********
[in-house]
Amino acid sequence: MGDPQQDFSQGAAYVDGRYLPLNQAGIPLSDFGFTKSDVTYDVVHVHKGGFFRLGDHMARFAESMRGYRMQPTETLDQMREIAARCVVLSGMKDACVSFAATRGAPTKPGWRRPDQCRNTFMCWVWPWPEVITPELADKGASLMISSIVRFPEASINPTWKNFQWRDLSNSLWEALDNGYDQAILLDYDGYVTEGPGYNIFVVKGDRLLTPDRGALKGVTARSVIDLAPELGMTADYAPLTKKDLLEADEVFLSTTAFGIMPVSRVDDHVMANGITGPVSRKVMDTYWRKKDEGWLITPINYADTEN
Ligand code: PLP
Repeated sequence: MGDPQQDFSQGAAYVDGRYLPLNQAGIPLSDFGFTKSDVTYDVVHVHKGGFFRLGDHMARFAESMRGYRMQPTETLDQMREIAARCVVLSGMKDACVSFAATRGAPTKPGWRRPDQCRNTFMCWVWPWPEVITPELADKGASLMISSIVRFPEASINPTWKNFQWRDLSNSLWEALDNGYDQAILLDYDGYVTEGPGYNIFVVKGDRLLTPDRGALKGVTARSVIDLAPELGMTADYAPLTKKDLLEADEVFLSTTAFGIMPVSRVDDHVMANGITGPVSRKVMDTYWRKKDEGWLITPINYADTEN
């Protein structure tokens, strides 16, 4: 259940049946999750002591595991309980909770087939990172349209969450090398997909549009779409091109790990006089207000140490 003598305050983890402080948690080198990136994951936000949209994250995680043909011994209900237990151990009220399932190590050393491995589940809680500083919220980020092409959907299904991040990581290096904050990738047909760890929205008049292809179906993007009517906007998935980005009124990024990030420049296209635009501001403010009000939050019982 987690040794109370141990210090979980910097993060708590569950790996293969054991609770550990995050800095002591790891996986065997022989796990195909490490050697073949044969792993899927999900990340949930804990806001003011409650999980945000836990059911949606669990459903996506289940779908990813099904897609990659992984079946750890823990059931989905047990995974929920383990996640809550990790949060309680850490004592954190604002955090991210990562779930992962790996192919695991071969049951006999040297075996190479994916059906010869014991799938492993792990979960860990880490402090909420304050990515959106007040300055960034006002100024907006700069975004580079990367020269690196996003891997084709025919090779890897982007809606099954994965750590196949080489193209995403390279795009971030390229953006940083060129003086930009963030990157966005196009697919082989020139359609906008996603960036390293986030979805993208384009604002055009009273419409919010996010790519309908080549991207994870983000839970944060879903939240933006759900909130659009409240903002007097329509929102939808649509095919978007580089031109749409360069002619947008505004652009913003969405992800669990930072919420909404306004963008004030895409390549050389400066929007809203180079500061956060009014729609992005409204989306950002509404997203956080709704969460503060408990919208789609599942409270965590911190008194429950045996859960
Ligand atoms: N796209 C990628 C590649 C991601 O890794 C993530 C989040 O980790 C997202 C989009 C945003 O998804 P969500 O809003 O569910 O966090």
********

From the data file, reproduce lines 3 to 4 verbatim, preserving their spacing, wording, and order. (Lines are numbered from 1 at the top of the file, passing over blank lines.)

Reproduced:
Ligand code: PLP
Repeated sequence: MGDPQQDFSQGAAYVDGRYLPLNQAGIPLSDFGFTKSDVTYDVVHVHKGGFFRLGDHMARFAESMRGYRMQPTETLDQMREIAARCVVLSGMKDACVSFAATRGAPTKPGWRRPDQCRNTFMCWVWPWPEVITPELADKGASLMISSIVRFPEASINPTWKNFQWRDLSNSLWEALDNGYDQAILLDYDGYVTEGPGYNIFVVKGDRLLTPDRGALKGVTARSVIDLAPELGMTADYAPLTKKDLLEADEVFLSTTAFGIMPVSRVDDHVMANGITGPVSRKVMDTYWRKKDEGWLITPINYADTEN